Because the number is the only thing you cannot discuss. If this is OK or not, if it serves the technology level the manufacturers want, this we need to discuss, but in fact this is done. Now it is a proposal from some of the manufacturers to provide from 2014 bikes to be sold at a cost of around 1 million euros per season, including parts and whatever. OK, let's see how that works. But in fact what is the most important thing is we want to maintain the close races, make them more like the races in Moto2 and Moto3, at a reasonable cost.

And this is something that to be honest I don't understand why we are still discussing about this. Because the world is in the economic mess that it is, and I can't understand how it is that people are still discussing why we need to reduce the costs. And reducing the costs is not one bike or two bikes, something like this, in the meantime we are doing many things to reduce the costs. When we discussed reducing the costs, we said, OK, change to steel brakes. Then we said, what is the problem with the carbon brakes? The problem is just the price. OK, let's continue with the carbon brakes, but reduce the price. How? By making an agreement with the carbon brake manufacturers. The following thing may be suspension.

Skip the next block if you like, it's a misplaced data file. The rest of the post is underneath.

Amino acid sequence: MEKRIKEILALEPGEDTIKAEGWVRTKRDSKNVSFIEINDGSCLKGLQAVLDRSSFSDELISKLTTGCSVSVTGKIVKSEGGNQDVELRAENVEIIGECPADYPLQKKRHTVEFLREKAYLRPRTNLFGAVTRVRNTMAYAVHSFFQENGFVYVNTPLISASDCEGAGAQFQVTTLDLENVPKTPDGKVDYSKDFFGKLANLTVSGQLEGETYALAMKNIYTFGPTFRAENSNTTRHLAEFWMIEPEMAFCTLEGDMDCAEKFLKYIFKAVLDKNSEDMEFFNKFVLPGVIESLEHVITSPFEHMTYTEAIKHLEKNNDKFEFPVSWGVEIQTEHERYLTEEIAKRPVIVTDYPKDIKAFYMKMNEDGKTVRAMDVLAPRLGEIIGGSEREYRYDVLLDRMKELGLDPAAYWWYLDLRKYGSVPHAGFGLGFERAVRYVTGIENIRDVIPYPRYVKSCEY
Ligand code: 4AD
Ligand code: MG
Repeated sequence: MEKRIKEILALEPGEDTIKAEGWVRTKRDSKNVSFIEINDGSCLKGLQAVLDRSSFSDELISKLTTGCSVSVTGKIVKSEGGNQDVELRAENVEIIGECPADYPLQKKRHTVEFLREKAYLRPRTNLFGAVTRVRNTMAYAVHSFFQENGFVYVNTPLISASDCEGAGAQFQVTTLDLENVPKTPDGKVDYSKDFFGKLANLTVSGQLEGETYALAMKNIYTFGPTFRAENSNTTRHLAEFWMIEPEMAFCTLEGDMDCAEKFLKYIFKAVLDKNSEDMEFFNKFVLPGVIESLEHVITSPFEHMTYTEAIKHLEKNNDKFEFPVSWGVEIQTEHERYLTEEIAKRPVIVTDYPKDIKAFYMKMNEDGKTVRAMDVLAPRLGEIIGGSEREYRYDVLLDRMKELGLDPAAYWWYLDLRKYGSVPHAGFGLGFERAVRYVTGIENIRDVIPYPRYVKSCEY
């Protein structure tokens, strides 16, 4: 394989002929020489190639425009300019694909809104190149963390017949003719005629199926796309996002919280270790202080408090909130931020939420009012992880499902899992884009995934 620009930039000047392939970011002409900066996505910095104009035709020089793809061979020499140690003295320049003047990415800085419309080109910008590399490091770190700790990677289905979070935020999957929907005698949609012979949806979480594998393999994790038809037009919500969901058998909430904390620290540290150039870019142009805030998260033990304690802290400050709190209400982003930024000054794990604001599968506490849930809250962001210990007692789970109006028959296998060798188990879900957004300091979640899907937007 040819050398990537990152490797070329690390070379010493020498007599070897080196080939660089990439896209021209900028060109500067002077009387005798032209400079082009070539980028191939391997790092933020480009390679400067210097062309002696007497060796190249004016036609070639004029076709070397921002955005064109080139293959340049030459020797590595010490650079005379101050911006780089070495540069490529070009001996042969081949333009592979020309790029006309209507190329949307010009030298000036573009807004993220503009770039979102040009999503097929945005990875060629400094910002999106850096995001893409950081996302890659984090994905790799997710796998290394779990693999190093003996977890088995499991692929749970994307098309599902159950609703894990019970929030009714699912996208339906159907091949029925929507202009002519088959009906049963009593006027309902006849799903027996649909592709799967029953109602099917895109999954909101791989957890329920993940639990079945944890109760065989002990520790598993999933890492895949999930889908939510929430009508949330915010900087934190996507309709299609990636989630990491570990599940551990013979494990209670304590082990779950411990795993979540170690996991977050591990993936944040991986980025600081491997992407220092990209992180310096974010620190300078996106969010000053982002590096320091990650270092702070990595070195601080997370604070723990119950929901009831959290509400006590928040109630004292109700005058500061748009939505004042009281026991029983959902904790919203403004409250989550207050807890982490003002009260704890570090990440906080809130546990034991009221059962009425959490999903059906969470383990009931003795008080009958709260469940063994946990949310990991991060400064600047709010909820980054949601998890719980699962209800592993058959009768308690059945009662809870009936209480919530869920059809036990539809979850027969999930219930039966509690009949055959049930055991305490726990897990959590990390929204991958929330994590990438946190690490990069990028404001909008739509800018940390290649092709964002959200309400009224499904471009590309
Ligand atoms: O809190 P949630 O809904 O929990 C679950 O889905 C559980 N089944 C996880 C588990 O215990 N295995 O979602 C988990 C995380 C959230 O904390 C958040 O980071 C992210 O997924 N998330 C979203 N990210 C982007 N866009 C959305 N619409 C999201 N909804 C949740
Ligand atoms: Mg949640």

And one bike or two bikes? Well, maybe we have a good solution for one bike for the flag-to-flag, and to make it more safe, and to maintain the entertainment. But then maybe today in the warm up a rider will crash one bike, and he cannot participate in the race, this is not good. We need to reduce the costs in the things that are not helping the entertainment. That is the philosophy. And OK, I realize I have to wait for people to understand this philosophy.

MM: I've spoken to both Lin Jarvis and Livio Suppo about the need to increase income as well as reducing costs. How can we get more income into the series?